UN agency for Palestinians appeals to donors for another $1.2 billion

UN agency for Palestinians appeals to donors for another $1.2 billion

UNRWA head says 42 countries and bodies increased grants last year after Trump administration cut all funding, praises donations from Europe, Gulf states, Asia

Pierre Krähenbul, Commissioner General of the United Nations Relief and Works Agency for Palestinian Refugees (UNRWA), speaks at a press conference in Gaza City on May 23, 2019. (Mohammed Abed/AFP)
Pierre Krähenbul, Commissioner General of the United Nations Relief and Works Agency for Palestinian Refugees (UNRWA), speaks at a press conference in Gaza City on May 23, 2019. (Mohammed Abed/AFP)

UNITED NATIONS, New York — The head of the controversial UN agency for Palestinian refugees and their descendants said Friday he hopes donors will be as generous this year as they were last year after the United States cut all funding for the $1.2 billion program for some 5 million Palestinians.

Pierre Krahenbuhl said at a news conference that 42 countries and institutions increased their funding to the UN Relief and Works Agency last year. He called that “unprecedented,” adding that it was also “very remarkable” that every single pledge in 2018 was honored.

He praised the strong mobilization of funds for UNRWA from Europe, the Gulf countries, Asia, the Americas and beyond, adding that “we’re very inspired by that result.”

Krahenbuhl said the agency is pursuing the same appeal for $1.2 billion this year and hopes donors will pledge that amount at a conference Tuesday at UN headquarters.

Two Palestinian students attend a final exam during on the last day of the school year, at the UNRWA Hebron Boys School in the West Bank city of Hebron, May 26, 2019. (AP/Nasser Nasser)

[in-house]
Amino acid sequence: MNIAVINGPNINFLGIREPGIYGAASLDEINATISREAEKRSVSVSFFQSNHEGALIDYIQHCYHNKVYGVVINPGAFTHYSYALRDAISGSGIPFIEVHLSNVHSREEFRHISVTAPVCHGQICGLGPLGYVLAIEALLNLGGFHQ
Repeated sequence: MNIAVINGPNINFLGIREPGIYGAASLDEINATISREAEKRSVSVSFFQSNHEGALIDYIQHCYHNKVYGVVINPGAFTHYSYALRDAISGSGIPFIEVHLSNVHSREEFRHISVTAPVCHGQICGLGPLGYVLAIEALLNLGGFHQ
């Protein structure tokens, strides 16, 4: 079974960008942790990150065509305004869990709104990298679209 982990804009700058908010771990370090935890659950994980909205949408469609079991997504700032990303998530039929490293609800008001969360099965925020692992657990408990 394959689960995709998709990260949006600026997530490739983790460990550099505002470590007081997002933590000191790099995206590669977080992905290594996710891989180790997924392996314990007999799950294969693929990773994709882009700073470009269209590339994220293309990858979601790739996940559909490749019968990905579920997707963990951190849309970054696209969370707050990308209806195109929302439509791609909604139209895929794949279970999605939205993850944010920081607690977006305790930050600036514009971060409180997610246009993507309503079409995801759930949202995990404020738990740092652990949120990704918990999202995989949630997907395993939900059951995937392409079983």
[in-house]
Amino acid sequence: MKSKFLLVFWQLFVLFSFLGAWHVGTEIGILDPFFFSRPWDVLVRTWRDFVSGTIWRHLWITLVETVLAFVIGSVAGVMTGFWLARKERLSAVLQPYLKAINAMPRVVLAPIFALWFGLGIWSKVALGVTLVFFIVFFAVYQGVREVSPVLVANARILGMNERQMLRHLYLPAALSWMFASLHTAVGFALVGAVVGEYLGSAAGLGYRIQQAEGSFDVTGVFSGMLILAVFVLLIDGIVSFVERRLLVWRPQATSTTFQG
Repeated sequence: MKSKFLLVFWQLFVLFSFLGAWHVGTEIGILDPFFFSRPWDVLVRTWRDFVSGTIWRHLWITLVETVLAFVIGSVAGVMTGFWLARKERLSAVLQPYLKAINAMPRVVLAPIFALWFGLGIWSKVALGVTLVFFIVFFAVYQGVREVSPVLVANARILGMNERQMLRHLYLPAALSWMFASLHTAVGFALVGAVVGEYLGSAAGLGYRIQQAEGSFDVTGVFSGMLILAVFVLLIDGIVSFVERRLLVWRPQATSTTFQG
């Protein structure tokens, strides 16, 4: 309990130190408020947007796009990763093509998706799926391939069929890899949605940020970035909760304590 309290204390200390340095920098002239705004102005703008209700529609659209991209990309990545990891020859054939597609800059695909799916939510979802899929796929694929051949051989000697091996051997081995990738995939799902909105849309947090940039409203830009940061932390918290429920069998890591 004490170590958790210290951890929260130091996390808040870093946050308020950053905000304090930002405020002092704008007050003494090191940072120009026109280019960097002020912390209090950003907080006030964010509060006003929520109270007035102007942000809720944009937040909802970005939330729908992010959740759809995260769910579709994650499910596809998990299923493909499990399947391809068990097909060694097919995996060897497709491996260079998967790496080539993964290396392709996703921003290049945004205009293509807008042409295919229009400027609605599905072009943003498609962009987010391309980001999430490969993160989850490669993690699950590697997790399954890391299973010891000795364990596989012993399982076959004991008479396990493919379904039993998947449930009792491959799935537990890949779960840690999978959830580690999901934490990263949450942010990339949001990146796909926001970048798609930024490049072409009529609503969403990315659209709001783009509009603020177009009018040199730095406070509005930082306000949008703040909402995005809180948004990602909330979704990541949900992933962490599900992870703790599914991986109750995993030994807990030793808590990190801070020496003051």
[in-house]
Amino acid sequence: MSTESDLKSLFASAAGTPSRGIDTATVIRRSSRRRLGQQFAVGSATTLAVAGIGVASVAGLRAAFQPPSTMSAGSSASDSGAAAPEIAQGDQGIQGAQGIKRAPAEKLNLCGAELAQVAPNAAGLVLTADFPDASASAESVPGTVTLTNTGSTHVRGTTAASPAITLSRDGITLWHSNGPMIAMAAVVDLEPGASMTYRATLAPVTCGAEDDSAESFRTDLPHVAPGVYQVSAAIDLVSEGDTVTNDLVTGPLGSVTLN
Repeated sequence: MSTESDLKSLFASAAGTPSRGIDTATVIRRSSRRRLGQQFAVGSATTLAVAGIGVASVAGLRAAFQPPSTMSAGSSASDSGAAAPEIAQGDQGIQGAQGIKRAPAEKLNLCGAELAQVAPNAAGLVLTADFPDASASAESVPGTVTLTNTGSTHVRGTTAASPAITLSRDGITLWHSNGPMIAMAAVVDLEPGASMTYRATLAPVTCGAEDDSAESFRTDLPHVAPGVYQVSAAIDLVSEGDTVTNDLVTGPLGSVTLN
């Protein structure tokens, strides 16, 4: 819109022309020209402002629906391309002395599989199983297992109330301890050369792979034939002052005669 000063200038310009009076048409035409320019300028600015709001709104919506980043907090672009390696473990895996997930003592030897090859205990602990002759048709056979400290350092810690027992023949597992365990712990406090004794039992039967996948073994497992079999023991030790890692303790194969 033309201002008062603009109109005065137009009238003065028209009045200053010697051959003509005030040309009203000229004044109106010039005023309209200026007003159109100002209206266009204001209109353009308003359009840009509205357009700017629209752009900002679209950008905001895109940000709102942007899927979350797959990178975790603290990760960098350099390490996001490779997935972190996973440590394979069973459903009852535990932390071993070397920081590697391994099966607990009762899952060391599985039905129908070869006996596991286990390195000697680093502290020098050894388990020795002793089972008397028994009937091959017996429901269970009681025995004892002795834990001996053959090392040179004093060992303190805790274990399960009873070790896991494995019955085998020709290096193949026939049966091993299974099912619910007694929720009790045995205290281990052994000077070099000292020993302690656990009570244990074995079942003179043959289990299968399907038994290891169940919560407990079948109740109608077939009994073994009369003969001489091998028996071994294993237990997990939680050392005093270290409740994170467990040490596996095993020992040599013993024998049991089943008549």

UNRWA was established after the war surrounding Israel’s establishment in 1948 to aid the 700,000 Palestinians who fled or were forced from their homes.

Critics in the US and Israel accuse the agency of perpetuating the conflict, defining refugees differently from the main UN refugee agency, and promoting a culture of welfare dependency by maintaining an ever-growing population of people regarded as refugees. Instead of working to resettle them, as happens with other refugee populations around the world, critics say UNRWA allows refugee status to be passed down indefinitely for generations, even in cases where they have gained citizenship elsewhere, such as Jordan — to serve the Palestinian political goal of return.

Israel has also charged UNRWA schools frequently feature incitement against the Jewish state.

Israeli officials have called for the body to be shuttered and the refugees absorbed into the body that treats all other refugees worldwide, the United Nations High Commissioner for Refugees.

UNRWA argues it is simply providing services until a political solution is found. It rejects the criticism, claiming that refugees in other conflicts — who are all taken care of by the UNHCR — also maintain their status. It says it is carrying out a UN-mandated mission that reflects the will of the international community. The best way to solve the refugee problem, it says, is to find a political solution to the conflict that addresses the fate of the refugees and their descendants.